The day is uneventful. Packing the camp and reloading the mules, then returning to the stretched-out group following the merchant train. The clear sky of the morning clouds up somewhat in the afternoon, but thankfully there is no rain... yet.
That evening, as the trio is setting up camp, a pair of young teens approach your camp, offering to fetch firewood for you in exchange for some food.
"Of course. Emil give them some of the bread and they can have some of the stew as well." Tamas says to his grog.
The magus sits silent by himself for the most part of the evening, eating some from the food but otherwise lost in his own thoughts.
After the youths have brought back a reasonable pile of fallen branches for firewood, they sit down to munch on their bread and eat the stew you provide them. As they do so, they chat with Emil (and, to a lesser degree, the much older Endre), asking questions about where your group is coming from and going to, who is their master (you), the places you've been, etc. They also comment on your mules, appreciating how such animals are quite handy when travelling.
Once they've finished eating, they thank you again for the stew, before moving on.
Tamas lets Emil do most of the talking with the youths but he listens to them and asks them where they come from and what plans they have.
When they have moved on he asks Emil quietly to check if something is missing from their belongings, just in case.
The youths mention that they live in a nearby village, and occasionally come to provide services to passing travellers.
Emil looks surprised at Tamas' order, for he hasn't seen the youths come anywhere near their packs. He complies anyway, only to report back that nothing seems to be missing.
That evening also passes without any further disturbance to your camp. The next day sees a little bit of rain. Although it has passed by the time you make camp in the evening, the ground is damp for the evening. From a distance, Endre notices that the same youths that visited your camp the previous night are selling more firewood to other encampments.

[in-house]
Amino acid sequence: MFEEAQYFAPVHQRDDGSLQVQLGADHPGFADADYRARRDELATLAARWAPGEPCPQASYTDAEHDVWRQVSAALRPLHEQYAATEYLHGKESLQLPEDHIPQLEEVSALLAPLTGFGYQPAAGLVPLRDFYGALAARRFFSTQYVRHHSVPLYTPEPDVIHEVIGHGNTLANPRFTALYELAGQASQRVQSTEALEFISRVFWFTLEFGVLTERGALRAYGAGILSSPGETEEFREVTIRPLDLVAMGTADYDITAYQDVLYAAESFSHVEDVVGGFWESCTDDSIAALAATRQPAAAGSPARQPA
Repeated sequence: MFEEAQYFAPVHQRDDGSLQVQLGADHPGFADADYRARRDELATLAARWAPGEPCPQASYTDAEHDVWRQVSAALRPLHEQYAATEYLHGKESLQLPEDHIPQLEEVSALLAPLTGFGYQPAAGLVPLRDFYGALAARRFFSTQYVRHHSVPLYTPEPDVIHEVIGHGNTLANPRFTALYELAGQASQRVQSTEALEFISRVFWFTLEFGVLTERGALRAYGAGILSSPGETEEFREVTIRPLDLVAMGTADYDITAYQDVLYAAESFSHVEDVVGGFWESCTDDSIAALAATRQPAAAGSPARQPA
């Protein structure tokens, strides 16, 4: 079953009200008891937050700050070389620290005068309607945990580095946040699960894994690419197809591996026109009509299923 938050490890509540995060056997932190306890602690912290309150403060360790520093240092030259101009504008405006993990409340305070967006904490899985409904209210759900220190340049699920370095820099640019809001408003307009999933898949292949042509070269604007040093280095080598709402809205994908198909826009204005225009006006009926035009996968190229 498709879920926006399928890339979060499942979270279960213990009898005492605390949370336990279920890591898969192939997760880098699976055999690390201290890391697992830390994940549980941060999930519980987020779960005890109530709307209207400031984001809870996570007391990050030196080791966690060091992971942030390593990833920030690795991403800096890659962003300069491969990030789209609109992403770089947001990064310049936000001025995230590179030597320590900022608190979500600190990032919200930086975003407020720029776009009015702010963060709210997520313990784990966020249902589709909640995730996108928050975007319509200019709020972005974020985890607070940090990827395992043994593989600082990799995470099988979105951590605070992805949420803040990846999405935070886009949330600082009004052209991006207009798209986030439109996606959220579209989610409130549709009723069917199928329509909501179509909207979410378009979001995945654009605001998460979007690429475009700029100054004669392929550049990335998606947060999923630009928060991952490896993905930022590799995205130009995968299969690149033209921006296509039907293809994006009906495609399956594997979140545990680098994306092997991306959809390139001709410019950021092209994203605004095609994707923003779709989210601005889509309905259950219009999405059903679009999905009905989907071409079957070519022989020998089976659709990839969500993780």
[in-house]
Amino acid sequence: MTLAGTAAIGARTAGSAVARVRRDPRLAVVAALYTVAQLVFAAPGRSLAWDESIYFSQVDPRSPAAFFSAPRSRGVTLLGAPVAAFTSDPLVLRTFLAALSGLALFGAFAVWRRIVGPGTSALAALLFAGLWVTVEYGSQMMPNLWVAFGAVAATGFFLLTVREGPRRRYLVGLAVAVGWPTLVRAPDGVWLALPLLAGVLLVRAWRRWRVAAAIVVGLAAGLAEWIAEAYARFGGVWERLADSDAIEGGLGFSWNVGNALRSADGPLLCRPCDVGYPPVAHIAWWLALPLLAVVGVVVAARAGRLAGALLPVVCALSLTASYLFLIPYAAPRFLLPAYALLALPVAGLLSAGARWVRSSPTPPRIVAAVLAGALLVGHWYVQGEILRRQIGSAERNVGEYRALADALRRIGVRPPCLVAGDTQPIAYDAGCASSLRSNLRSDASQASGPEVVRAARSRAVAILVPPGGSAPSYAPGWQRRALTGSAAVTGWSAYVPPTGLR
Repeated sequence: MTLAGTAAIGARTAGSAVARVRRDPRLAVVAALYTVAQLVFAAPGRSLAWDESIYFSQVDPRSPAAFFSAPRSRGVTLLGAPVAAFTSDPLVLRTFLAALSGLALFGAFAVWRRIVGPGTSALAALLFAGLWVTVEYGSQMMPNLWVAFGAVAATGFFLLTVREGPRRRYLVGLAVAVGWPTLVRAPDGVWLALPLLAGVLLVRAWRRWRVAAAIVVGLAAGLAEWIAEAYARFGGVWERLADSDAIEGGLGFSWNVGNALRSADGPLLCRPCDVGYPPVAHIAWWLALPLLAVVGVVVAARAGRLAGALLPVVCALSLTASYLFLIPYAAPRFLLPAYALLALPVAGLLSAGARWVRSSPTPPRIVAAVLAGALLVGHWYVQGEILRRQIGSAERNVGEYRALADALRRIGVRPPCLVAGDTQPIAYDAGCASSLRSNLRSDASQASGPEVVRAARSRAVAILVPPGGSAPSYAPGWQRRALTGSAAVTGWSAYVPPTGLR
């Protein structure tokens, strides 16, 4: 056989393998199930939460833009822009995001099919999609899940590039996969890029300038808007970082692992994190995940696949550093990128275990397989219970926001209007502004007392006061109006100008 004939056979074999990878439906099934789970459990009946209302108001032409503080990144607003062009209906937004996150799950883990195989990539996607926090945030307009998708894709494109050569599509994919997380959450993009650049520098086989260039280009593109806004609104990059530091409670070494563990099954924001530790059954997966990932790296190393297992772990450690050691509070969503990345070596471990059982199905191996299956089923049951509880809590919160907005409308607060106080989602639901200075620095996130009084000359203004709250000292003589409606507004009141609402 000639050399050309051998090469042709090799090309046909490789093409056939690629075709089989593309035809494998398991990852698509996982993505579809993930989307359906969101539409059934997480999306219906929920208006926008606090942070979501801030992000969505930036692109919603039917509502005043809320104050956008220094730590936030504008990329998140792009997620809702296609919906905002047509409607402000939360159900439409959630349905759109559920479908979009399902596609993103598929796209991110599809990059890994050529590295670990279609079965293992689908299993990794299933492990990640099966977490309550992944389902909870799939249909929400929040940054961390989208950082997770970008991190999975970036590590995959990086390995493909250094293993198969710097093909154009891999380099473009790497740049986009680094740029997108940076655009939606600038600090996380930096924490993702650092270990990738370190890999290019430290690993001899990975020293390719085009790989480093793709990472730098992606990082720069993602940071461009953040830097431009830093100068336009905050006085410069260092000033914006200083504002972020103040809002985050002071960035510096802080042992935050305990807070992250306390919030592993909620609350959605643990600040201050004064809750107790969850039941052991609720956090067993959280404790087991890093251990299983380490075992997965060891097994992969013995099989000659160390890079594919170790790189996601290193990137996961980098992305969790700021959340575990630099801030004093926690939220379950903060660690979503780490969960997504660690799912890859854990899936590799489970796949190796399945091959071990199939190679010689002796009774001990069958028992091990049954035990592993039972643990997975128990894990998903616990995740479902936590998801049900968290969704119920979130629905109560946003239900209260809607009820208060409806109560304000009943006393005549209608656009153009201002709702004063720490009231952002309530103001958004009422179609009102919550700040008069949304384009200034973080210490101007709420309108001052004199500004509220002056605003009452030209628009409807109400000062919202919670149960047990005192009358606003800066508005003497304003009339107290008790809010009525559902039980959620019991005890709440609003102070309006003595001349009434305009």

"It looks like they travel with us for a while." Tamas remarks to his grogs. "How near is their village do you think?" he asks with just a slightest hint of sarcasm.
"It's possible, even if unlikely, magister," the older grog shrugs. "The merchant wagons we are following aren't moving very fast. So they might be getting here with only a few hours of walking. Or they got enough coin from their wood to make it worth staying with the caravan for a few days." After a moment, he adds, "But you are right to be wary. They might be petty thieves, or scouts for brigands. Or simply what they appear to be. Hard to tell."
"True" the magus nods at Endre's comments. "They seem genuine but you never know. Kids and youths can easily play on their innocence." he grins gloatingly. "Just keep an eye on them or any strangers coming close to our belongings but be friendly and helpful. If they want to help they deserve something in return."
The next day, none of you see the youths going about the camps. Your camp is brazenly visited by a woman offering her charms.
Tamas takes a brief look at the woman's charms and asks her what they do. He is also interested in where she comes from and if she has a family, some small talk basically. In the end he politely tells her that he is not interested in buying anything but he wishes her best of luck.
(Not magical charms. Hers )